Antique dating guide identifying quilt
You've decided what kind of an antique quilt you want to reproduce and now you need to pick out some fabric.Following is some information to help you find sources of reproduction and vintage fabric along with a bit of guidance in choosing what is right for your project.
Chocolate browns are very indicative of the 1870s and ‘80s. Like, antimony or chrome orange, chrome greens and yellows were popular in the period from about 1860 to 1880 and were produced, often in the home, from highly toxic chemical dye powders. Rich chocolate brown (think the color of a milk chocolate bar, hence the alternate name ‘Hershey’ brown) was often paired with white in quilts.Purples and greens may look lifeless today but at one time they were full and vibrant.Large prints occurred but many were overall small designs with either plant related motifs or interestingly shaped geometric prints.Quilts and quilt making are a reflection of the life and times of the women who made quilts.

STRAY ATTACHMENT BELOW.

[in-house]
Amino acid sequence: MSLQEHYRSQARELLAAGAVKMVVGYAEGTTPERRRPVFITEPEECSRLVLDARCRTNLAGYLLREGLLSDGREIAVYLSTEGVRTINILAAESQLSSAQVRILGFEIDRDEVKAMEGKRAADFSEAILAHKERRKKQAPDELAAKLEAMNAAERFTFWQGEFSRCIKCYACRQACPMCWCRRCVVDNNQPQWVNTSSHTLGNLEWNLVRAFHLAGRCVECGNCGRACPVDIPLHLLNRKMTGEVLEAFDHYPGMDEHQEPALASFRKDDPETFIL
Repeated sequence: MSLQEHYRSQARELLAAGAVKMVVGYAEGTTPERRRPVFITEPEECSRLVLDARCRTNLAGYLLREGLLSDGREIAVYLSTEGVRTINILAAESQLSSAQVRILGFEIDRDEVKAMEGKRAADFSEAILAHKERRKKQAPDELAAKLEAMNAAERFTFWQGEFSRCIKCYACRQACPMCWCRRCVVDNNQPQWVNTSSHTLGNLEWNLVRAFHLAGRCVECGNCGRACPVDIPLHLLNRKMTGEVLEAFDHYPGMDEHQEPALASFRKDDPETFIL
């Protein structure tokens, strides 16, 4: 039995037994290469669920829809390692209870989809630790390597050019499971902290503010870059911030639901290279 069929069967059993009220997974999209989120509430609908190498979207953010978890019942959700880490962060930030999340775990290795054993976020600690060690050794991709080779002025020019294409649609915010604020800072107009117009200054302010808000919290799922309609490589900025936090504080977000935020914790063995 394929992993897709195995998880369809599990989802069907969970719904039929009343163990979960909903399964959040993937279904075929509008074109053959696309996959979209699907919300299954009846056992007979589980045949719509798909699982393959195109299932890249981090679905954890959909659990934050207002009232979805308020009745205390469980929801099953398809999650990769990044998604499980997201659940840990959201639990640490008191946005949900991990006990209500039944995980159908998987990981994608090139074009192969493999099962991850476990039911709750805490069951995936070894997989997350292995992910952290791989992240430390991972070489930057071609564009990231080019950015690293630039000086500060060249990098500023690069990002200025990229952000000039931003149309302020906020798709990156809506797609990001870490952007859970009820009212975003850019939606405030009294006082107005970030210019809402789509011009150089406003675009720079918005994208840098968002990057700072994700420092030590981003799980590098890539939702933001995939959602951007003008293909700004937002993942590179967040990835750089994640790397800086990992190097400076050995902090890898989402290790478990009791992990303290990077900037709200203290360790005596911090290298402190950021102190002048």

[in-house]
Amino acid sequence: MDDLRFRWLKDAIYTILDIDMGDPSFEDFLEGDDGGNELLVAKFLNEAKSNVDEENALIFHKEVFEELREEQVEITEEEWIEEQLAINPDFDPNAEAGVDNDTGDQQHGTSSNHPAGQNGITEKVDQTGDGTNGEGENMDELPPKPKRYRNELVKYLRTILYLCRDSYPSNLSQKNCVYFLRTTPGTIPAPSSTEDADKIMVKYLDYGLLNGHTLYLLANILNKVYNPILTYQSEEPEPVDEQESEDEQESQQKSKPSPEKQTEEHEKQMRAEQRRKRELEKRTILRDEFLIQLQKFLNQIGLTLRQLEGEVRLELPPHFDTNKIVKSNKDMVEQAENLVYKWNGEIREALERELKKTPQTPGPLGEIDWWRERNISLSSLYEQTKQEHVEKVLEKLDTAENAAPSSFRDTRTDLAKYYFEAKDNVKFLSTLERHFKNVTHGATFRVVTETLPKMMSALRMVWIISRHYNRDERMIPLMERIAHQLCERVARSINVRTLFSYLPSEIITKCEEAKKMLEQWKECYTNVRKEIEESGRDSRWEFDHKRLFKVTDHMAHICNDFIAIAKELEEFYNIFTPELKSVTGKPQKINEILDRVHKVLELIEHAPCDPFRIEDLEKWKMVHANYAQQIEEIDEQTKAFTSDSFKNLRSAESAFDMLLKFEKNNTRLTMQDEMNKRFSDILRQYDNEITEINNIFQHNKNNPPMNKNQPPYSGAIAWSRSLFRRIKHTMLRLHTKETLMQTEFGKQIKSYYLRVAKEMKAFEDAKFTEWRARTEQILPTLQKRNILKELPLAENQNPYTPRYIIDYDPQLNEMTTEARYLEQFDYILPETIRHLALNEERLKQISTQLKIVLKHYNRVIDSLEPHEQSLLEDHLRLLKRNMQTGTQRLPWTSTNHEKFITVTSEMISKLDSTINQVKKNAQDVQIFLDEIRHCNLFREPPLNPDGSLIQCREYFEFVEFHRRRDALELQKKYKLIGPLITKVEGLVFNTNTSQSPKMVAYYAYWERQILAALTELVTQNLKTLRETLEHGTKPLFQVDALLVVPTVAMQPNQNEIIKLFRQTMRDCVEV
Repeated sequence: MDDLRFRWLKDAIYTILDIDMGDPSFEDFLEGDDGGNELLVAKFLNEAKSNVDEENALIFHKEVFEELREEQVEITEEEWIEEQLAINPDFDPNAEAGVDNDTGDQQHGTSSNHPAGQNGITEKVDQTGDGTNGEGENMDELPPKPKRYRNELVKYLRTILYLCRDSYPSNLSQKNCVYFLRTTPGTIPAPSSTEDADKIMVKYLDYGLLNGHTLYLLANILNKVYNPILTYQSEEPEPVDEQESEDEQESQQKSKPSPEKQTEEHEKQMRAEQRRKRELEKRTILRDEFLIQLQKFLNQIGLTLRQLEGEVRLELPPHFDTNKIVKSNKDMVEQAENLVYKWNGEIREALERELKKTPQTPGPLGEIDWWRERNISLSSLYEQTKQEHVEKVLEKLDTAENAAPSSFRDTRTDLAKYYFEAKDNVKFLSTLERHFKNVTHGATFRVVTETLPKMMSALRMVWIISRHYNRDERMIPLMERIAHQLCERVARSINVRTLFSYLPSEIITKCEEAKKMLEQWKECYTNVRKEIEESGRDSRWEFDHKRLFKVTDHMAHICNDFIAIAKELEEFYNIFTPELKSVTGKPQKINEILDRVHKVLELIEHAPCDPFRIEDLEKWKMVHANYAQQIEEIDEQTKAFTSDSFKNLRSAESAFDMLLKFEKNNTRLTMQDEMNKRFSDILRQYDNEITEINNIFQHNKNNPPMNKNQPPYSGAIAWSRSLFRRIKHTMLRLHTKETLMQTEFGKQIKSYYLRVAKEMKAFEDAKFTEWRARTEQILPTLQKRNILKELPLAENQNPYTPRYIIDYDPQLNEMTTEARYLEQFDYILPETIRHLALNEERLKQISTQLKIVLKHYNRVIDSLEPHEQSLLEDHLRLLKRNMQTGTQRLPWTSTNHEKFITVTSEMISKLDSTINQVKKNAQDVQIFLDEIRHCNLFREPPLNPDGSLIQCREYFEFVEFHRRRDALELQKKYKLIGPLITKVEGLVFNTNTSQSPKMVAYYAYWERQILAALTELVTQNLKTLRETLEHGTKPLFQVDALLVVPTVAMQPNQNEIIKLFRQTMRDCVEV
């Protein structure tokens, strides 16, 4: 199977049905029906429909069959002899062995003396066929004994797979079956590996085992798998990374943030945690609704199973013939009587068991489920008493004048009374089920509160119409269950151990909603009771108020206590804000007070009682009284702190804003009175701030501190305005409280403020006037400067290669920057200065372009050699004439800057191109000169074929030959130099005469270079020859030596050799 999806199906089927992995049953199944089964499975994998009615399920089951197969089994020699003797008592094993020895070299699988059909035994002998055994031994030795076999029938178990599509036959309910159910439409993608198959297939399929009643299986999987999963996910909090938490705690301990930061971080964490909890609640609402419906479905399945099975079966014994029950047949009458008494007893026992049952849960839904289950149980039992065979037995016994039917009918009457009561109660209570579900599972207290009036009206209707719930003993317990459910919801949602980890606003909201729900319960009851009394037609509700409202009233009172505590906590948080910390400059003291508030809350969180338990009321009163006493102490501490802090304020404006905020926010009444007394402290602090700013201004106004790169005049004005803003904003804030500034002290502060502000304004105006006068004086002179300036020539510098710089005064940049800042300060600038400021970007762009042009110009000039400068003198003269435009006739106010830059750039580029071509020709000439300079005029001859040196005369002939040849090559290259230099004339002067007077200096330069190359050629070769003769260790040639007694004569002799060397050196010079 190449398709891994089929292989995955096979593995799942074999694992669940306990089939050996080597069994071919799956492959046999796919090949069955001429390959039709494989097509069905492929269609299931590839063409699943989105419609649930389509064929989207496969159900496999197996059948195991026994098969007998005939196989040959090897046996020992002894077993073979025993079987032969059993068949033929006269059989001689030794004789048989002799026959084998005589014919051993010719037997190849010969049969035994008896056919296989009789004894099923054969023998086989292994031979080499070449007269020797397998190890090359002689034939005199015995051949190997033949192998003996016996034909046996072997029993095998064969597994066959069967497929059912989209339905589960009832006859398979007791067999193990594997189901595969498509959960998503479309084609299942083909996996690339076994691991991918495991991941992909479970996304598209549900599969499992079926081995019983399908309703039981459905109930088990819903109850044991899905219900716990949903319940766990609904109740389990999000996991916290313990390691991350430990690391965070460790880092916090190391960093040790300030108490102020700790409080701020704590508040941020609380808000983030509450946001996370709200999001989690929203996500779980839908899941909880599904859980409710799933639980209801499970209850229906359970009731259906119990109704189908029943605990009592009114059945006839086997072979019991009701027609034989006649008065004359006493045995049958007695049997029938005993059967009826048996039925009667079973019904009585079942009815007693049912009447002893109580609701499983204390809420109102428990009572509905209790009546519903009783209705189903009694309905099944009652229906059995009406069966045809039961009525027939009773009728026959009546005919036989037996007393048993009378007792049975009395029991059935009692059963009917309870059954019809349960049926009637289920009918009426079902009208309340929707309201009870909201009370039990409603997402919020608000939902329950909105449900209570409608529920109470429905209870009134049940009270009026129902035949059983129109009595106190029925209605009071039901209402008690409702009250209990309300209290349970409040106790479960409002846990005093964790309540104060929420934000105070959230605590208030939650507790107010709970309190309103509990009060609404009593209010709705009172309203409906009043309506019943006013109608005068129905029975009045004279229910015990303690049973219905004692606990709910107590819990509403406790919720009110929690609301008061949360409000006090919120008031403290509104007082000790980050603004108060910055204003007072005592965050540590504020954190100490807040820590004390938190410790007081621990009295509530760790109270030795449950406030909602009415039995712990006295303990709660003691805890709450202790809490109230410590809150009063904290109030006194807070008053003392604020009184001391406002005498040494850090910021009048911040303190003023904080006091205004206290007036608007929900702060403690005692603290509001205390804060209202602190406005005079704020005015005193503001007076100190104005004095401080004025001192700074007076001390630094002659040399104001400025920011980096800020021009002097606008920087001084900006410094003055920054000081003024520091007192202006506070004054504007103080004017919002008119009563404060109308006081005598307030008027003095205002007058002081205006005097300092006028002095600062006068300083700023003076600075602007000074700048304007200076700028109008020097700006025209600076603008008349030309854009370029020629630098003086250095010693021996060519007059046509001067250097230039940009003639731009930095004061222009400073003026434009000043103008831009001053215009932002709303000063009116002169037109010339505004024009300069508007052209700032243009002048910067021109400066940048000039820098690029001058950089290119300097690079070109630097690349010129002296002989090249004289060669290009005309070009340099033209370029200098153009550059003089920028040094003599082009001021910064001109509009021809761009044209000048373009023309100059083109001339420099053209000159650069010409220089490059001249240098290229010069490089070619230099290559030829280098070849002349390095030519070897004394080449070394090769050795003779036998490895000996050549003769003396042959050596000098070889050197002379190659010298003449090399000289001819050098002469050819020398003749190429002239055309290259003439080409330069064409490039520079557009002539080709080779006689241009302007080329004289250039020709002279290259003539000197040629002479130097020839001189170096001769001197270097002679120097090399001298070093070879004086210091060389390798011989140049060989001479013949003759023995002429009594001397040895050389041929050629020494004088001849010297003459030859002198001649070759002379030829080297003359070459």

Although the technique of quilting existed throughout history (quilted items have been discovered in Egyptian tombs, for example, and French knights used quilted jackets under their armor), quilts as we think of them didn't start showing up on the American scene until just prior to 1800.
I can’t count how many times I have had a seller tell me that the estate told them that the quilt was made by the grandmother , or great-aunt, or assorted other ancestors, when in fact they were made in China.
Family history is often a fuzzy thing, and quilt history can’t be based on assumptions.
While the color was called antimony or chrome orange in the nineteenth century, historians and collectors often call the color ‘cheddar’ today.
This dye was often made in the home from store-bought powder, however, the high lead content of the dye made it (in retrospect) a dangerous substance with which to work.
The system unveiled here for dating heirloom quilts is based upon five characteristics -- fabric, style, color, technique, and pattern.